Snow coupled with ice-packed roofs have caused some buildings to topple under their own weight
SVEA -- A second roof in the area has collapsed under a growing snow load.
Workers and family members with Gorans Brothers were able to safely move approximately 12,000 turkeys from a brooder barn northeast of Svea when its roof collapsed around 2 a.m. Tuesday.
Late Monday, a roof on a warehouse building at Perkins Lumber in Willmar collapsed.
Brian Gorans said they do not know if the recent snowfall was the straw that broke the camel's back and led to the collapse of the turkey barn roof, but it's likely. The gabled style roof covered a 45-foot by 300-foot barn.
Gorans said it appeared that the weight was great enough in one area to break the truss, and most of the remainder of the roof collapsed in domino style.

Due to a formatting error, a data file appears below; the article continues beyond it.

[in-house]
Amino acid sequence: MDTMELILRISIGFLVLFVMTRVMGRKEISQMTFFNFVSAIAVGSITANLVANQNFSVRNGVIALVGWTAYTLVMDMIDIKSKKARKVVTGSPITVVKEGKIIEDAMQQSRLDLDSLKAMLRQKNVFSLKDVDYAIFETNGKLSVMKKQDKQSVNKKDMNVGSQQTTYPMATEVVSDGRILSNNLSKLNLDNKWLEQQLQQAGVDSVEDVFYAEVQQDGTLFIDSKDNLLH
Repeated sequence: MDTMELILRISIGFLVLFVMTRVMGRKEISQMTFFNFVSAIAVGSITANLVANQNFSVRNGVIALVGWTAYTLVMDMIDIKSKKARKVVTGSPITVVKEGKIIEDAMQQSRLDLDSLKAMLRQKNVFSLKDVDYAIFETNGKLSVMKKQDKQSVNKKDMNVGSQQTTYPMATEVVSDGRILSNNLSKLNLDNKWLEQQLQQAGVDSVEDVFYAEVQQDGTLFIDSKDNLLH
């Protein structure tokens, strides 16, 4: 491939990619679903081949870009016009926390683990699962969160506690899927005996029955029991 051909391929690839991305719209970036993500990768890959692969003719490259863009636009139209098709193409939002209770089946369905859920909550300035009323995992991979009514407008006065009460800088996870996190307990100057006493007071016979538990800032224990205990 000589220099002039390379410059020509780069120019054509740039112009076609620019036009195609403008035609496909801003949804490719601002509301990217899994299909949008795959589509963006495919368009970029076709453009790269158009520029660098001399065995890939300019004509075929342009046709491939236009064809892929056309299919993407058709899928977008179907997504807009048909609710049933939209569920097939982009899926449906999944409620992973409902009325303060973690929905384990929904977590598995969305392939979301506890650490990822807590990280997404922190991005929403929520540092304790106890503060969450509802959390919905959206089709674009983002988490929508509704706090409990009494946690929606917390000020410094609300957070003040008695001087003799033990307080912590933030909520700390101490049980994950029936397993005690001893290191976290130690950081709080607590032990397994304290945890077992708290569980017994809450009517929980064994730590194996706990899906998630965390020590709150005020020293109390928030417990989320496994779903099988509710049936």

A temperature alarm alerted the turkey producers to the problem, but it wasn't until early morning that a crew of workers could be assembled and the turkeys transferred to a new barn.
The recent snows have added to the load on building roofs. Agricultural buildings and others with large roof spans are especially vulnerable.
Conditions this winter have allowed snow loads to remain on the buildings, and that is a concern due to the fatigue factor, according to Larry Jacobson, a University of Minnesota professor and engineer. Roofs that are built to hold 20 pounds per square foot are not designed to sustain that load for more than 30 days.
He urges building owners to keep an eye on their roofs. The accumulating snowpack, winds, freezing rains and lack of a thawing period have set the stage for bigger problems if we receive heavy, wet snows.